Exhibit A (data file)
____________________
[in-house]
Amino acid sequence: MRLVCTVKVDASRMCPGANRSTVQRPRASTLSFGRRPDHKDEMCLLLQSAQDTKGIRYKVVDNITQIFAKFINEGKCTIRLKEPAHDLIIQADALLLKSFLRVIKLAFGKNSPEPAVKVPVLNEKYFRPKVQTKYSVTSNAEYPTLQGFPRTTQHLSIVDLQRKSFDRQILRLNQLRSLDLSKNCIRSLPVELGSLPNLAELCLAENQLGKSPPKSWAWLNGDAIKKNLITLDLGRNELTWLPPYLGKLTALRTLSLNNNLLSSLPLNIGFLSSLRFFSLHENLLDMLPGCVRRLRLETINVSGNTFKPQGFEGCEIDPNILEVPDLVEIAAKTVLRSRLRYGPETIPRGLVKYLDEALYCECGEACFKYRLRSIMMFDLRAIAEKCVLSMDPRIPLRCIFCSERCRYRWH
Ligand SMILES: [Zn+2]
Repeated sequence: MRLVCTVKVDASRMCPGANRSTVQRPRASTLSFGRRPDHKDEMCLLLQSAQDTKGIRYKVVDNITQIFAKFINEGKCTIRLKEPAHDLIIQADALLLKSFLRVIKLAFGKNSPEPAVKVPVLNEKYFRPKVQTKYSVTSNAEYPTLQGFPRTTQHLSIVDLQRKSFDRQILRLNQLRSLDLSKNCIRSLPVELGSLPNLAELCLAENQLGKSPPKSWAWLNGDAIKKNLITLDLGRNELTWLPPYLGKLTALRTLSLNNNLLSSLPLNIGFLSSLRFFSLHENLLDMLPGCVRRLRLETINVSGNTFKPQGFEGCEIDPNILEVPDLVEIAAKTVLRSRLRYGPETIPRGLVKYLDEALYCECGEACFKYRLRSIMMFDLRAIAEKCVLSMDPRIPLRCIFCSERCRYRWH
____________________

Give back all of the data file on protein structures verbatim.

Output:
[in-house]
Amino acid sequence: MRLVCTVKVDASRMCPGANRSTVQRPRASTLSFGRRPDHKDEMCLLLQSAQDTKGIRYKVVDNITQIFAKFINEGKCTIRLKEPAHDLIIQADALLLKSFLRVIKLAFGKNSPEPAVKVPVLNEKYFRPKVQTKYSVTSNAEYPTLQGFPRTTQHLSIVDLQRKSFDRQILRLNQLRSLDLSKNCIRSLPVELGSLPNLAELCLAENQLGKSPPKSWAWLNGDAIKKNLITLDLGRNELTWLPPYLGKLTALRTLSLNNNLLSSLPLNIGFLSSLRFFSLHENLLDMLPGCVRRLRLETINVSGNTFKPQGFEGCEIDPNILEVPDLVEIAAKTVLRSRLRYGPETIPRGLVKYLDEALYCECGEACFKYRLRSIMMFDLRAIAEKCVLSMDPRIPLRCIFCSERCRYRWH
Ligand SMILES: [Zn+2]
Repeated sequence: MRLVCTVKVDASRMCPGANRSTVQRPRASTLSFGRRPDHKDEMCLLLQSAQDTKGIRYKVVDNITQIFAKFINEGKCTIRLKEPAHDLIIQADALLLKSFLRVIKLAFGKNSPEPAVKVPVLNEKYFRPKVQTKYSVTSNAEYPTLQGFPRTTQHLSIVDLQRKSFDRQILRLNQLRSLDLSKNCIRSLPVELGSLPNLAELCLAENQLGKSPPKSWAWLNGDAIKKNLITLDLGRNELTWLPPYLGKLTALRTLSLNNNLLSSLPLNIGFLSSLRFFSLHENLLDMLPGCVRRLRLETINVSGNTFKPQGFEGCEIDPNILEVPDLVEIAAKTVLRSRLRYGPETIPRGLVKYLDEALYCECGEACFKYRLRSIMMFDLRAIAEKCVLSMDPRIPLRCIFCSERCRYRWH